Publications & Reports

Evaluation of tuberculosis diagnostics in children: 1. Proposed clinical case definitions for classification of intrathoracic tuberculosis disease. Consensus from an expert panel.

Stephen M Graham, Tahmeed Ahmed, Farhana Amanullah, Renee Browning, Vicky Cardenas, Martina Casenghi, Luis E Cuevas, Marianne Gale, Robert P Gie, Malgosia Grzemska, Ed Handelsman, Mark Hatherill, Anneke C Hesseling, Patrick Jean-Philippe, Beate Kampmann, Sushil Kumar Kabra, Christian Lienhardt, Jennifer Lighter-Fisher, Shabir Madhi, Mamodikoe Makhene, Ben J Marais, David F McNeeley, Heather Menzies, Charles Mitchell, Surbhi Modi, Lynne Mofenson, Philippa Musoke, Sharon Nachman, Clydette Powell, Mona Rigaud, Vanessa Rouzier, Jeffrey R Starke, Soumya Swaminathan, Claire Wingfield
Centre for International Child Health, University of Melbourne Department of Paediatrics and Murdoch Childrens Research Institute, Royal Children's Hospital, Melbourne, Australia. [email protected]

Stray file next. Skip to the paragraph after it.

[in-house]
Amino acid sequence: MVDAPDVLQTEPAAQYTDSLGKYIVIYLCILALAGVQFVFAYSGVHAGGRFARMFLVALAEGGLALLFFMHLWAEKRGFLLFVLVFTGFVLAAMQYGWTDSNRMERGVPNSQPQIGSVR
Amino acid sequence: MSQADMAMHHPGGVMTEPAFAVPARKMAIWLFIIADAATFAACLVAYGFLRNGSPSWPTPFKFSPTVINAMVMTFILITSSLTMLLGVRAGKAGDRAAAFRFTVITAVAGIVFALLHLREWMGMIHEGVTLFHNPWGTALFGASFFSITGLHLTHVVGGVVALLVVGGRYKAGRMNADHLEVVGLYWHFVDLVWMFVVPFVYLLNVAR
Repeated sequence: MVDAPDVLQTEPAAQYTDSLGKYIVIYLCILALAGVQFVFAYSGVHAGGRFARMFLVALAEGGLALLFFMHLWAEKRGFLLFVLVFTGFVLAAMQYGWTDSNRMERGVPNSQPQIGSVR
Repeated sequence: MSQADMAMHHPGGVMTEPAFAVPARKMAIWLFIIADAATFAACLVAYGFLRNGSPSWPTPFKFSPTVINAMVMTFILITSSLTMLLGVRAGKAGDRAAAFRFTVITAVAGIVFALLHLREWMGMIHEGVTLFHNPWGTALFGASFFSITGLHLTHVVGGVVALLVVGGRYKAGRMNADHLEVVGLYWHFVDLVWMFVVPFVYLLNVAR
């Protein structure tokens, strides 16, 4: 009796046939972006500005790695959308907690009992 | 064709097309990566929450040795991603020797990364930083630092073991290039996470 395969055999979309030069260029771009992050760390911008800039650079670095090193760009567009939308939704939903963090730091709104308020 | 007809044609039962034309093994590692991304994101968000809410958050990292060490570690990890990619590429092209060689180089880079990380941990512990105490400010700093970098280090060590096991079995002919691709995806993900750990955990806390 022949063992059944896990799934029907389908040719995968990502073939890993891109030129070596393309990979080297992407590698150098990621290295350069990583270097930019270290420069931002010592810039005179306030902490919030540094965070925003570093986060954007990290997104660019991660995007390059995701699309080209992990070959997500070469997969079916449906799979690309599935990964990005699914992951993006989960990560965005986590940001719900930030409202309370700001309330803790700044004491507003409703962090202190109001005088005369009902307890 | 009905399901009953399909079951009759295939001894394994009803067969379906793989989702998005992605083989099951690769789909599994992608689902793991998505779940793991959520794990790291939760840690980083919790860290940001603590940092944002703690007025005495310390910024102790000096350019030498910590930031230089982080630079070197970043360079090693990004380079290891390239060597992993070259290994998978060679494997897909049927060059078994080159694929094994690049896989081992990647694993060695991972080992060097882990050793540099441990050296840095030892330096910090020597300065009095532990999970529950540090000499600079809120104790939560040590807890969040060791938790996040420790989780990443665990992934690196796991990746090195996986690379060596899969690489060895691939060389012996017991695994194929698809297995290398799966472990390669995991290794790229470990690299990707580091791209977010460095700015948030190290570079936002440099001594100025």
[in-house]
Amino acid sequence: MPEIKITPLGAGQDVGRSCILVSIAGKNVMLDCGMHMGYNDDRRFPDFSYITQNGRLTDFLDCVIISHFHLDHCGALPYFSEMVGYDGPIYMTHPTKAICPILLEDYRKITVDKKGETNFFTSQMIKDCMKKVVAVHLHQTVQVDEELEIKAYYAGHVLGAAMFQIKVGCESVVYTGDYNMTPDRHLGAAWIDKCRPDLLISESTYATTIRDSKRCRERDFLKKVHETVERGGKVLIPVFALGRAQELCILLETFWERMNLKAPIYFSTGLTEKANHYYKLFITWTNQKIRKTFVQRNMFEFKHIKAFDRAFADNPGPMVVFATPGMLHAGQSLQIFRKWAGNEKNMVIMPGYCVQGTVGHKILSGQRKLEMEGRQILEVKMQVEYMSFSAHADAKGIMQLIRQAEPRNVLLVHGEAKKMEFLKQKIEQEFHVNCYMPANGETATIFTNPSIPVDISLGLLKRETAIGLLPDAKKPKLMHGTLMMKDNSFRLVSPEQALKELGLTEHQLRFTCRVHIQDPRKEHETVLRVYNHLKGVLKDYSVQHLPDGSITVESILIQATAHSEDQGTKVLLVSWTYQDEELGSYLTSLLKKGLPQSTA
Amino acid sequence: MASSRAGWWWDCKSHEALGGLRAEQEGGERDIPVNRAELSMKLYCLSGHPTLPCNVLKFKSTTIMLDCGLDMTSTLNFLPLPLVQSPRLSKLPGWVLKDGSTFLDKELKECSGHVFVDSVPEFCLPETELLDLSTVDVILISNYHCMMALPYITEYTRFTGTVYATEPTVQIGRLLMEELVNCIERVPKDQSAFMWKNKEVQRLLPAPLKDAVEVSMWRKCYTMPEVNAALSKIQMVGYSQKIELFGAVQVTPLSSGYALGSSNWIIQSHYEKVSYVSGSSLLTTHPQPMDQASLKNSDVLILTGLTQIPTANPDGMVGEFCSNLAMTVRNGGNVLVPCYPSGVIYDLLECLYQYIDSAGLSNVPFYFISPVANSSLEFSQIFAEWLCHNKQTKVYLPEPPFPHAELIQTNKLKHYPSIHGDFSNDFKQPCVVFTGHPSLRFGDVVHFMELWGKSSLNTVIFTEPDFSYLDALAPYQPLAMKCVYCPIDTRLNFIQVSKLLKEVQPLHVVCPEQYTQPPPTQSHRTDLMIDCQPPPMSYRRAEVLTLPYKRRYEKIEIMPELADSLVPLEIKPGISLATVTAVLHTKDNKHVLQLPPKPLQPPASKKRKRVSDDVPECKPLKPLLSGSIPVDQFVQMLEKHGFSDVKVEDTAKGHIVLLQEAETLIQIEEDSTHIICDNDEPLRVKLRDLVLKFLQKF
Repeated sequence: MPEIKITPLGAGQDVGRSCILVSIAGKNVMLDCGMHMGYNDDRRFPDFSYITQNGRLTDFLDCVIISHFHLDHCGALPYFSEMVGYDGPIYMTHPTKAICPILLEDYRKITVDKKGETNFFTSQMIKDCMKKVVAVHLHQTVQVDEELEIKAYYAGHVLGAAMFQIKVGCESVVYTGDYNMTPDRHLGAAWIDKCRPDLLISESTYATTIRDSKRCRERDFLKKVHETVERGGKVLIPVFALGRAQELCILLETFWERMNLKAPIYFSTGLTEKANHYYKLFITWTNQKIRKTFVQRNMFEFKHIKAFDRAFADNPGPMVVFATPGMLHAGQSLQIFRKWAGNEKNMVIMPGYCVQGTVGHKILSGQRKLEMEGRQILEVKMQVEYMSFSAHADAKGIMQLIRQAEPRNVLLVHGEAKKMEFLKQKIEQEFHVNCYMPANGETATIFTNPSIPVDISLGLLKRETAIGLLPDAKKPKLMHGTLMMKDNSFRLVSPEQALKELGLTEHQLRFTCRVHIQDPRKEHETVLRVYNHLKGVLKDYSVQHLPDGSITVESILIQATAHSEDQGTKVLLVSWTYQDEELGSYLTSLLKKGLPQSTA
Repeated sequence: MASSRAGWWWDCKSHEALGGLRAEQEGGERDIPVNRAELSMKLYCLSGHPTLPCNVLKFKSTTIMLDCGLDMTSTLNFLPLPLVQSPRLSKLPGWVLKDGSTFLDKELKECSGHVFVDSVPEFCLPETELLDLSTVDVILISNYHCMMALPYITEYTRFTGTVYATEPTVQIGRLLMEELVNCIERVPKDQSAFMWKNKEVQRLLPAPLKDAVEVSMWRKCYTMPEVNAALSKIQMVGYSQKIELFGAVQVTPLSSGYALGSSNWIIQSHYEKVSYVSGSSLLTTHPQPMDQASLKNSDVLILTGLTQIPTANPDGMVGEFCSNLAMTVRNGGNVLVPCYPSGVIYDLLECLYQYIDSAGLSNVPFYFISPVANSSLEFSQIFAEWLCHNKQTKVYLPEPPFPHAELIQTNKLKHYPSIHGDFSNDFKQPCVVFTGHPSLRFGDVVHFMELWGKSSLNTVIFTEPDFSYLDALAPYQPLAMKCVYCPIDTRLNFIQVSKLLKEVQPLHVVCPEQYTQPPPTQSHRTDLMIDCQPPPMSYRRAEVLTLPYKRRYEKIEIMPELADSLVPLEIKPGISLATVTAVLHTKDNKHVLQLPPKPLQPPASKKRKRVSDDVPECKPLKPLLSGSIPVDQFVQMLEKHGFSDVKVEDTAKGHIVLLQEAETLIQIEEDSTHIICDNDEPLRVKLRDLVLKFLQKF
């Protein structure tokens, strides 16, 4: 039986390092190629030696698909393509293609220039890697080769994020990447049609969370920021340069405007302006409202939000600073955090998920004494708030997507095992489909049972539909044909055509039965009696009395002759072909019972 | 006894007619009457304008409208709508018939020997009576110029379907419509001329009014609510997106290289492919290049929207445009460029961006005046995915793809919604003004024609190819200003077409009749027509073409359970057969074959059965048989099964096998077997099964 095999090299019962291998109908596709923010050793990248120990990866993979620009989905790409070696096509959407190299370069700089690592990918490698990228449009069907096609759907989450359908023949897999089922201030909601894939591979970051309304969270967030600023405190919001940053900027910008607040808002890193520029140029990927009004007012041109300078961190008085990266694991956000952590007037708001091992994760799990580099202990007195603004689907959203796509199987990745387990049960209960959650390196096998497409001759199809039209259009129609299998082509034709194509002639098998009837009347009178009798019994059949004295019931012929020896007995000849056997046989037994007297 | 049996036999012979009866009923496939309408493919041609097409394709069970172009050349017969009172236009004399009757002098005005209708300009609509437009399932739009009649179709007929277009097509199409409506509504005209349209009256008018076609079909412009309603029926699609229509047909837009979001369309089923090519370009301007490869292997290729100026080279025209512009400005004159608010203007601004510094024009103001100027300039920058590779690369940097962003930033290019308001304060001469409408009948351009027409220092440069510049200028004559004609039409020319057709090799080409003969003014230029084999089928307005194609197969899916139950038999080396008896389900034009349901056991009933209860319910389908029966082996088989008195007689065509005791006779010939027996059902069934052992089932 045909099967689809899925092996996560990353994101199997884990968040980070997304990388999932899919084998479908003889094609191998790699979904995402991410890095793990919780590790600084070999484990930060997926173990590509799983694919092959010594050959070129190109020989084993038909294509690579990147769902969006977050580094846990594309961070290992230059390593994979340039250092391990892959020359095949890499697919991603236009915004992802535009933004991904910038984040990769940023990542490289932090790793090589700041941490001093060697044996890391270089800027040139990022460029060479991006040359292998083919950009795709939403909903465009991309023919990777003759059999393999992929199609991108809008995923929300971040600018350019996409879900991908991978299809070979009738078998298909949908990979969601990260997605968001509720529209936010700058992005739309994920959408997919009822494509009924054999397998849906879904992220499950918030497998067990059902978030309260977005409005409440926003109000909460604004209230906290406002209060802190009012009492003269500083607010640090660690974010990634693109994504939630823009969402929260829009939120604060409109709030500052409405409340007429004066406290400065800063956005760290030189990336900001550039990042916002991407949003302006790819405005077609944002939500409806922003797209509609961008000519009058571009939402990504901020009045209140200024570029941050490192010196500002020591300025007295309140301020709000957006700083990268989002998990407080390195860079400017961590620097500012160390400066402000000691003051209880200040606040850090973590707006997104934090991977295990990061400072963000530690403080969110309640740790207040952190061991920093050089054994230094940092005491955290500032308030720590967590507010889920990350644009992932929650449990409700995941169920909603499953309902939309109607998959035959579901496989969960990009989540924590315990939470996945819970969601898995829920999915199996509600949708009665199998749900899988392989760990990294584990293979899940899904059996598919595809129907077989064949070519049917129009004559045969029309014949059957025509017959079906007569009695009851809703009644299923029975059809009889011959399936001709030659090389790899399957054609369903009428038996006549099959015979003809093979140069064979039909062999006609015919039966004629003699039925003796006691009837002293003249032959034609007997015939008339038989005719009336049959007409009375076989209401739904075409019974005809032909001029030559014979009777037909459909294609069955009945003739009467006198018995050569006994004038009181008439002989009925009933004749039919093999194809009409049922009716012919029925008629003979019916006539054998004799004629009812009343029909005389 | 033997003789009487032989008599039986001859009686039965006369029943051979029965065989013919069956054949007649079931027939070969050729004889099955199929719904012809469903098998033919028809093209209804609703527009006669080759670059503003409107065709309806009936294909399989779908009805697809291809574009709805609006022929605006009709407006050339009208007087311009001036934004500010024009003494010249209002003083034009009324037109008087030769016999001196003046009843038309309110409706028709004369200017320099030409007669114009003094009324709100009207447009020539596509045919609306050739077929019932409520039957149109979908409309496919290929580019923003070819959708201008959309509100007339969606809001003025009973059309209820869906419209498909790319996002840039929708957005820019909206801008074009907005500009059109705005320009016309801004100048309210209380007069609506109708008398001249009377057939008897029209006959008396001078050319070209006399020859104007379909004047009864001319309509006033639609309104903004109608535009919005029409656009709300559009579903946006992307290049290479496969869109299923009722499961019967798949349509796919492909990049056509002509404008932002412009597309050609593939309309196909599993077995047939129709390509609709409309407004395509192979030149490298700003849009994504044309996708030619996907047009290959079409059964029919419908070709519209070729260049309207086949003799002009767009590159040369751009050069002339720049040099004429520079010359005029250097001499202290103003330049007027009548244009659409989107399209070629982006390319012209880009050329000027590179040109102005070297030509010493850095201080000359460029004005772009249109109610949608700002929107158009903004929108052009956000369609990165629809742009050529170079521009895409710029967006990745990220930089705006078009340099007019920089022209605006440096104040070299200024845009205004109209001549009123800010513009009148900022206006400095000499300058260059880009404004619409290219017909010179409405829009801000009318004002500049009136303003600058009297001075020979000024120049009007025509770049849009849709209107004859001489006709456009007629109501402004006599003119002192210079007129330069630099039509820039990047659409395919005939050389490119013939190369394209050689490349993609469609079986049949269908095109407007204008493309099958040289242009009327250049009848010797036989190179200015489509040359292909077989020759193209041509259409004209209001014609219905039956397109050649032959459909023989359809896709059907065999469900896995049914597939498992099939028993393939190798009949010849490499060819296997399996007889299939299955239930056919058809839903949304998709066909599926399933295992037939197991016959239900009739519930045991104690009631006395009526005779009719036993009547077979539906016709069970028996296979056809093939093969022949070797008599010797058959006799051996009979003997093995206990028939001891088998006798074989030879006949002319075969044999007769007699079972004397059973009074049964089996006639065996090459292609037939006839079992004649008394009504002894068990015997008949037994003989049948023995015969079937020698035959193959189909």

There is a critical need for improved diagnosis of tuberculosis in children, particularly in young children with intrathoracic disease as this represents the most common type of tuberculosis in children and the greatest diagnostic challenge. There is also a need for standardized clinical case definitions for the evaluation of diagnostics in prospective clinical research studies that include children in whom tuberculosis is suspected but not confirmed by culture of Mycobacterium tuberculosis. A panel representing a wide range of expertise and child tuberculosis research experience aimed to develop standardized clinical research case definitions for intrathoracic tuberculosis in children to enable harmonized evaluation of new tuberculosis diagnostic technologies in pediatric populations. Draft definitions and statements were proposed and circulated widely for feedback. An expert panel then considered each of the proposed definitions and statements relating to clinical definitions. Formal group consensus rules were established and consensus was reached for each statement. The definitions presented in this article are intended for use in clinical research to evaluate diagnostic assays and not for individual patient diagnosis or treatment decisions. A complementary article addresses methodological issues to consider for research of diagnostics in children with suspected tuberculosis.


  • Journal: The Journal of Infectious Diseases
  • Published: 15/05/2012
  • Volume: 205 Suppl 2
  • Pagination: S199-S208


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